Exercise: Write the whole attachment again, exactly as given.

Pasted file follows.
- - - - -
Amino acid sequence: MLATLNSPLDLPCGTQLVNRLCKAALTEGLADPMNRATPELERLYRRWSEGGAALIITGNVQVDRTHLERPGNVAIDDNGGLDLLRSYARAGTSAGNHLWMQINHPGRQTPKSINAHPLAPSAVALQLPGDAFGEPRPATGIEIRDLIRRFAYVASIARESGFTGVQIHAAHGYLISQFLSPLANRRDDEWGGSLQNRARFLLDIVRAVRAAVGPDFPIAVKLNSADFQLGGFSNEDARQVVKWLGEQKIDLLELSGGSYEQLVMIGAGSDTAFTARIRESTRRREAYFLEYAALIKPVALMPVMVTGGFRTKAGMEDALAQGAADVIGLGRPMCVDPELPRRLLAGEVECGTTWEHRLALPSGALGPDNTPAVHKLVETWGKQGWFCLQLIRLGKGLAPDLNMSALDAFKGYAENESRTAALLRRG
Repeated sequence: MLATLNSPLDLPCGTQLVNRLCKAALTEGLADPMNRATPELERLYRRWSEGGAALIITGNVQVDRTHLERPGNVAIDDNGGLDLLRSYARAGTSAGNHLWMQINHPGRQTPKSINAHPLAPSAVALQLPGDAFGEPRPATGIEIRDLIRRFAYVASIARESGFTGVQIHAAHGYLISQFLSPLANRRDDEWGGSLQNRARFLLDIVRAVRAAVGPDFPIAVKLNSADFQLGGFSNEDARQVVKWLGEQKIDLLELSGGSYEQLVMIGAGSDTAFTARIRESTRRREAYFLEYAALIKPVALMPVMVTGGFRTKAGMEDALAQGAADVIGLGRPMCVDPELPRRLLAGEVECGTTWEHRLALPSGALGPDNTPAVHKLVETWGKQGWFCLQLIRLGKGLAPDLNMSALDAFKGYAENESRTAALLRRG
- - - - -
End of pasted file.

Amino acid sequence: MLATLNSPLDLPCGTQLVNRLCKAALTEGLADPMNRATPELERLYRRWSEGGAALIITGNVQVDRTHLERPGNVAIDDNGGLDLLRSYARAGTSAGNHLWMQINHPGRQTPKSINAHPLAPSAVALQLPGDAFGEPRPATGIEIRDLIRRFAYVASIARESGFTGVQIHAAHGYLISQFLSPLANRRDDEWGGSLQNRARFLLDIVRAVRAAVGPDFPIAVKLNSADFQLGGFSNEDARQVVKWLGEQKIDLLELSGGSYEQLVMIGAGSDTAFTARIRESTRRREAYFLEYAALIKPVALMPVMVTGGFRTKAGMEDALAQGAADVIGLGRPMCVDPELPRRLLAGEVECGTTWEHRLALPSGALGPDNTPAVHKLVETWGKQGWFCLQLIRLGKGLAPDLNMSALDAFKGYAENESRTAALLRRG
Repeated sequence: MLATLNSPLDLPCGTQLVNRLCKAALTEGLADPMNRATPELERLYRRWSEGGAALIITGNVQVDRTHLERPGNVAIDDNGGLDLLRSYARAGTSAGNHLWMQINHPGRQTPKSINAHPLAPSAVALQLPGDAFGEPRPATGIEIRDLIRRFAYVASIARESGFTGVQIHAAHGYLISQFLSPLANRRDDEWGGSLQNRARFLLDIVRAVRAAVGPDFPIAVKLNSADFQLGGFSNEDARQVVKWLGEQKIDLLELSGGSYEQLVMIGAGSDTAFTARIRESTRRREAYFLEYAALIKPVALMPVMVTGGFRTKAGMEDALAQGAADVIGLGRPMCVDPELPRRLLAGEVECGTTWEHRLALPSGALGPDNTPAVHKLVETWGKQGWFCLQLIRLGKGLAPDLNMSALDAFKGYAENESRTAALLRRG